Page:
Munjibunga Total Hyper-Elite Member Gold Supporting Member

    May 6, 2000
    San Diego (when not at Groom Lake)
    Independent Contractor to Bass San Diego
    Thanks, Spacegoat and throbbinut. MikeyD too. And everybody else. I (re) learned some basic electronics. Believe it or not, I used to teach electronics in the Marines. But that was 30+ years ago. I've lost a few neurons since then. Now I'm just a simple country geologist.
     

  14. So I guess you play ROCK music? :D:rolleyes:

    Sorry, I couldn't pass it up.

    Chris
     
  15. Ah you're full of schist. I'm sorry, that wasn't very gneiss, I'm taking you for granite. :rolleyes: :p

    Apologies for the lame-o geology humor, but I can never resist a bad geology joke.... I had a Geology prof who used those and far worse jokes on a regular basis.

    Thanks for actually reading our technobabble rants!
     
  16. Yeah, every field has its running gags. I'm an electrical engineer, and as we always said, you can't spell geek without EE.

    Chris
     
  17. A slight correction to RexSpangle's post, the amp will create more heat when you run it with a lower draw, but the amp is running more efficiently, not harder. If you think of it this way, when comparing 8 ohms to 2 ohms, an 8 ohm load would be like sucking liquid through a stir-stick and the two ohm load would be similar to using a McDonald's shake straw to suck the same liquid.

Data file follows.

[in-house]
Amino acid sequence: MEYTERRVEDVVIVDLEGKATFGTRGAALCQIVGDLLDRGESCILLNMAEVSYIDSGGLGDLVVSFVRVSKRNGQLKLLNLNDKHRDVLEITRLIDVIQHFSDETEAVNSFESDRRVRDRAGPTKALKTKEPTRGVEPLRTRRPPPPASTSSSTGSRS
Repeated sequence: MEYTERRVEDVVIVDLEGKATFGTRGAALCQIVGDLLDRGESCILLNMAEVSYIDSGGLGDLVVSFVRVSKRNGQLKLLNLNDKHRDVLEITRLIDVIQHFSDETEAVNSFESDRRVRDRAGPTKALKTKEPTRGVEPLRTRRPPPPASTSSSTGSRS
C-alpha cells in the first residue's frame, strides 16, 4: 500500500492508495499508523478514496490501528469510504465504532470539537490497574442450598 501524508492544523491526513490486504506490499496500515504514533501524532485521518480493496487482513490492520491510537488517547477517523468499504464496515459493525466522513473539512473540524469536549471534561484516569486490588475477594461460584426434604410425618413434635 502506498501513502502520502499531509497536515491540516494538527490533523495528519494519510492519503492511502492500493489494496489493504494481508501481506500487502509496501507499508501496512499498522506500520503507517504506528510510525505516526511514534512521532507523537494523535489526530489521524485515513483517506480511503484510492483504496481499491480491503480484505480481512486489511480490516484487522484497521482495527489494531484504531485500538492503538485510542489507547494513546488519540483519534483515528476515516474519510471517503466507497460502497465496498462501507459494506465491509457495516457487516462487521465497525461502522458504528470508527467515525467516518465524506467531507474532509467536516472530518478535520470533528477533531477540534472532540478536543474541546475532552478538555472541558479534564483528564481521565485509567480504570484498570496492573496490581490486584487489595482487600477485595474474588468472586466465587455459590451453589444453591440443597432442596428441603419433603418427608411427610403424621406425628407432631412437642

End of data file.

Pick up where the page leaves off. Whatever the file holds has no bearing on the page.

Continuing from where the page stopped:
18. I know I may be sounding like a fool after all of the technical jumble up here but then again I am a fool so it all works out. Just a simple question. Which is more resistance, 2 Ohms or say 16 Ohms? Also how do you Equate Ohms? I know 4 + 4 = 2 but what does 8 + 4 ? or 16 + 2 = ?
     
  19. Munjibunga

    Munjibunga Total Hyper-Elite Member Gold Supporting Member

    May 6, 2000
    San Diego (when not at Groom Lake)
    Independent Contractor to Bass San Diego
    I take back all the nice things I ever said about you guys ... if I did. Hey throbbinut ... ever hear of the Nixon FET? Unimpeachable source, Watergate, fiscal drain. I read this on the pooper stall wall in the restroom in the math building at San Diego State in 1977, I think.
     
  20. Munjibunga

    Munjibunga Total Hyper-Elite Member Gold Supporting Member

    May 6, 2000
    San Diego (when not at Groom Lake)
    Independent Contractor to Bass San Diego
    OK, you're right. 4+4=2. So 4+8=2.667. 16+2=1.778. 2+2=1. 8+8=4. 16+8=5.333. 4+2=1.333. 16+4=3.200. And so forth. You should see a pattern emerging here. If not, that'll hold you for a while anyway.